Population Genetic Analysis of the Theileria annulata Parasites Identified Limited Diversity and Multiplicity of Infection in the Vaccine From India

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Frontiers in Microbiology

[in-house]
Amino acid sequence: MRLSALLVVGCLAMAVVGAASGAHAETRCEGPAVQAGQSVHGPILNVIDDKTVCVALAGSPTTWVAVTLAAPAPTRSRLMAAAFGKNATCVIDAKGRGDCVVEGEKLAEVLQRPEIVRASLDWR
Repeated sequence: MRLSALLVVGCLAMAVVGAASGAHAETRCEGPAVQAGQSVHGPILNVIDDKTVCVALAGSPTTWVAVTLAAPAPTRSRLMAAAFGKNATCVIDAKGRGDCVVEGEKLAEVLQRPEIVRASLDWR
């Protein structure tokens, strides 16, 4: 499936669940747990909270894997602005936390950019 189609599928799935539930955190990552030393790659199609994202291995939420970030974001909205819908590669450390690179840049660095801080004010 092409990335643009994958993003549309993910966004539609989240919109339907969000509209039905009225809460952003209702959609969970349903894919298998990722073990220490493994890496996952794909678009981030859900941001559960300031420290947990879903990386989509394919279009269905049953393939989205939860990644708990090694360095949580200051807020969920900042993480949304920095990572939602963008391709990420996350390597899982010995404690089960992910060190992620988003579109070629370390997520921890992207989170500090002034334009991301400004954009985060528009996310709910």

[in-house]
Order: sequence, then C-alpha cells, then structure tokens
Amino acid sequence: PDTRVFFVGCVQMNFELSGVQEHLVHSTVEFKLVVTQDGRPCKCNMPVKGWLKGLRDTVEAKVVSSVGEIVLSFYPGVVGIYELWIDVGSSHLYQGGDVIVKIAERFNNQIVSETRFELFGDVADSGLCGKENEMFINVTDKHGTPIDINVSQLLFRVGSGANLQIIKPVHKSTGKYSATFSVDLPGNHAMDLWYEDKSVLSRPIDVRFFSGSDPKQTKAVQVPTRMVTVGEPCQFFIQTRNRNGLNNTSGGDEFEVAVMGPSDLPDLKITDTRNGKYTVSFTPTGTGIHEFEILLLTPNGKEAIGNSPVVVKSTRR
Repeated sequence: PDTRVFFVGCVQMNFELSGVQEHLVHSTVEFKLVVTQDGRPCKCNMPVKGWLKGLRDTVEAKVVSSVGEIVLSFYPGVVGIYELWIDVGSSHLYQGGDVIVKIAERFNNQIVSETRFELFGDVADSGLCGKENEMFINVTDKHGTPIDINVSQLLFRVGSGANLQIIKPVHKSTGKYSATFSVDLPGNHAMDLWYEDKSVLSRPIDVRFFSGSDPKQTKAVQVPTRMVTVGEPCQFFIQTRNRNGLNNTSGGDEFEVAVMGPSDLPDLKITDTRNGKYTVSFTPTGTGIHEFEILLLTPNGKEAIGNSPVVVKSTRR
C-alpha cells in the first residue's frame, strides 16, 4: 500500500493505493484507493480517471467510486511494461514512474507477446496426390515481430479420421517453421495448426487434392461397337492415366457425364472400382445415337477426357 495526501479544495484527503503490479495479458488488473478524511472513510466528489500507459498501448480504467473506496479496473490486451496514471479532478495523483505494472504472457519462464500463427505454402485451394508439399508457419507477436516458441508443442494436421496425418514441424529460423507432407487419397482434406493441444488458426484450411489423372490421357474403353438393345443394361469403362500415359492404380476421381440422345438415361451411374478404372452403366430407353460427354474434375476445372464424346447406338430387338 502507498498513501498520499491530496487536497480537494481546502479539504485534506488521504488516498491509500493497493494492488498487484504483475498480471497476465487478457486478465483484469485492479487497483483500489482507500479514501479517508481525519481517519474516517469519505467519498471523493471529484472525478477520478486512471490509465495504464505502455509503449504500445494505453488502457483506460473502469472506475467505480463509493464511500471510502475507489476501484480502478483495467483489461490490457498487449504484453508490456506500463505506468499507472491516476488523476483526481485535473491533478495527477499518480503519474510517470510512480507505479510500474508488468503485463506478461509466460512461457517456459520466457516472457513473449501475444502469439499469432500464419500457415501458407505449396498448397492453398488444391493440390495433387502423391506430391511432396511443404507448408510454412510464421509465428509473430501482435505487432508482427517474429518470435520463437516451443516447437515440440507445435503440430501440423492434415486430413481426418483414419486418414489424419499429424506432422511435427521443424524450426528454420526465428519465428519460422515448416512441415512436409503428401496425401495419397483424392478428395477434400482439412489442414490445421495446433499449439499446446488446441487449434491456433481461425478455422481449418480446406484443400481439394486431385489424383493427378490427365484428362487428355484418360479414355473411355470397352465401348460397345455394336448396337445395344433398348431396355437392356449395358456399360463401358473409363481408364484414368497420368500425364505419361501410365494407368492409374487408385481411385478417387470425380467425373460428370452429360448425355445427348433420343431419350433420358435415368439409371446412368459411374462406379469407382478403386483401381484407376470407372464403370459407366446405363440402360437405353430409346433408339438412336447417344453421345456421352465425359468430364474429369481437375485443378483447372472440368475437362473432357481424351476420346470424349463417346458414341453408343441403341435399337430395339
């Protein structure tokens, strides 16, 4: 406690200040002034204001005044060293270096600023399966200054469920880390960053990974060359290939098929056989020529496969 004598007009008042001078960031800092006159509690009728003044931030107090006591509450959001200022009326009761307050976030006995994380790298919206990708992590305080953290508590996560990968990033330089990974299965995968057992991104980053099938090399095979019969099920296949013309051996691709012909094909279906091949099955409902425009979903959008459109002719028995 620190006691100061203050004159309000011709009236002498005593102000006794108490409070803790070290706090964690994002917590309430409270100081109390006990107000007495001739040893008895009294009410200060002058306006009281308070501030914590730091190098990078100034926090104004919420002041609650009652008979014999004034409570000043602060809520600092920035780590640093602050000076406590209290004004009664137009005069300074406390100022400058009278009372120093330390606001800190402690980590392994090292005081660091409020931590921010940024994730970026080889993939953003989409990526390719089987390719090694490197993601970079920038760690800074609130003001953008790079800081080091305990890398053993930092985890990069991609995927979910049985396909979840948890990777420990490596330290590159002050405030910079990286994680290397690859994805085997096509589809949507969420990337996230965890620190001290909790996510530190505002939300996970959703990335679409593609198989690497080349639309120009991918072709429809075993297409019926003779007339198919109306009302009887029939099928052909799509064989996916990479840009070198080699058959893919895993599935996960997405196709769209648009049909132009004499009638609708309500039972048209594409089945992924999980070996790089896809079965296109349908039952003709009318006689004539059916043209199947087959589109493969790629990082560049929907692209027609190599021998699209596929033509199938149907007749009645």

Background: Apicomplexan parasite Theileria annulata causes significant economic loss to the livestock industry in India and other tropical countries. In India, parasite control is mainly dependent on the live attenuated schizont vaccine and the drug buparvaquone. For effective disease control, it is essential to study the population structure and genetic diversity of the Theileria annulata field isolates and vaccine currently used in India. Methodology/Results: A total of 125 T. annulata isolates were genotyped using 10 microsatellite markers from four states belonging to different geographical locations of India. Limited genetic diversity was observed in the vaccine isolates when compared to the parasites in the field; a level of geographical substructuring was evident in India. The number of genotypes observed per infection was highest in India when compared to other endemic countries, suggesting high transmission intensity and abundance of ticks in the country. A reduced panel of four markers can be used for future studies in these for surveillance of the T. annulata parasites in India. Conclusion: High genetic variation between the parasite populations in the country suggests their successful spread in the field and could hamper the disease control programs. Our findings provide the baseline data for the diversity and population structure of T. annulata parasites from India. The low diversity in the vaccine advocates improving the current vaccine, possibly by increasing its heterozygosity. The reduced panel of the markers identified in this study will be helpful in monitoring parasite and its reintroduction after Theileria eradication.



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